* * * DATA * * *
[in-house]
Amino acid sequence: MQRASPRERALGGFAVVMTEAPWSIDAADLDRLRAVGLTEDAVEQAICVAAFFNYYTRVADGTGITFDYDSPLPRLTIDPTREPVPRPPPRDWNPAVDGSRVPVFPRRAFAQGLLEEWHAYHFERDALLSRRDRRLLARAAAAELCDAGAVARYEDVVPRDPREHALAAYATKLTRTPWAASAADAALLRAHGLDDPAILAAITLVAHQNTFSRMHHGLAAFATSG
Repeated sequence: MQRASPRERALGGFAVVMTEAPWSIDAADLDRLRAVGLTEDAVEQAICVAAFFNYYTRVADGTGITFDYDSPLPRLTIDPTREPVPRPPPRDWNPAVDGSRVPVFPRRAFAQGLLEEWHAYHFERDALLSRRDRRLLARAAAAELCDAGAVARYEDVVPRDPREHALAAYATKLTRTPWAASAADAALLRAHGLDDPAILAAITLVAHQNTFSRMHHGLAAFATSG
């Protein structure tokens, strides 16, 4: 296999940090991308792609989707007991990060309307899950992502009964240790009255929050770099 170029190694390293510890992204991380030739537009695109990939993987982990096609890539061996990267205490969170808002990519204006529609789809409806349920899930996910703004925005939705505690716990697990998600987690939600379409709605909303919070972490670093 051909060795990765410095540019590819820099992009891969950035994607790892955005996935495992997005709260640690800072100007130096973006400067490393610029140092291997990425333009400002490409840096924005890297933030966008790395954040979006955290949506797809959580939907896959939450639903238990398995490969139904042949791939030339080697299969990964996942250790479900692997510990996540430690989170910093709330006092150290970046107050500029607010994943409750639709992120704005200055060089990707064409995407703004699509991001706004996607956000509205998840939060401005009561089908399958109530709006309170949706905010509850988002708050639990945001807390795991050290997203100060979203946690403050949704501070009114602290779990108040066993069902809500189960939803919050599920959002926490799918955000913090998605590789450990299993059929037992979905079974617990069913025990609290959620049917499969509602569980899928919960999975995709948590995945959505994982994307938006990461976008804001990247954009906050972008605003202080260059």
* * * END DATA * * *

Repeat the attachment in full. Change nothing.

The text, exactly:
[in-house]
Amino acid sequence: MQRASPRERALGGFAVVMTEAPWSIDAADLDRLRAVGLTEDAVEQAICVAAFFNYYTRVADGTGITFDYDSPLPRLTIDPTREPVPRPPPRDWNPAVDGSRVPVFPRRAFAQGLLEEWHAYHFERDALLSRRDRRLLARAAAAELCDAGAVARYEDVVPRDPREHALAAYATKLTRTPWAASAADAALLRAHGLDDPAILAAITLVAHQNTFSRMHHGLAAFATSG
Repeated sequence: MQRASPRERALGGFAVVMTEAPWSIDAADLDRLRAVGLTEDAVEQAICVAAFFNYYTRVADGTGITFDYDSPLPRLTIDPTREPVPRPPPRDWNPAVDGSRVPVFPRRAFAQGLLEEWHAYHFERDALLSRRDRRLLARAAAAELCDAGAVARYEDVVPRDPREHALAAYATKLTRTPWAASAADAALLRAHGLDDPAILAAITLVAHQNTFSRMHHGLAAFATSG
């Protein structure tokens, strides 16, 4: 296999940090991308792609989707007991990060309307899950992502009964240790009255929050770099 170029190694390293510890992204991380030739537009695109990939993987982990096609890539061996990267205490969170808002990519204006529609789809409806349920899930996910703004925005939705505690716990697990998600987690939600379409709605909303919070972490670093 051909060795990765410095540019590819820099992009891969950035994607790892955005996935495992997005709260640690800072100007130096973006400067490393610029140092291997990425333009400002490409840096924005890297933030966008790395954040979006955290949506797809959580939907896959939450639903238990398995490969139904042949791939030339080697299969990964996942250790479900692997510990996540430690989170910093709330006092150290970046107050500029607010994943409750639709992120704005200055060089990707064409995407703004699509991001706004996607956000509205998840939060401005009561089908399958109530709006309170949706905010509850988002708050639990945001807390795991050290997203100060979203946690403050949704501070009114602290779990108040066993069902809500189960939803919050599920959002926490799918955000913090998605590789450990299993059929037992979905079974617990069913025990609290959620049917499969509602569980899928919960999975995709948590995945959505994982994307938006990461976008804001990247954009906050972008605003202080260059």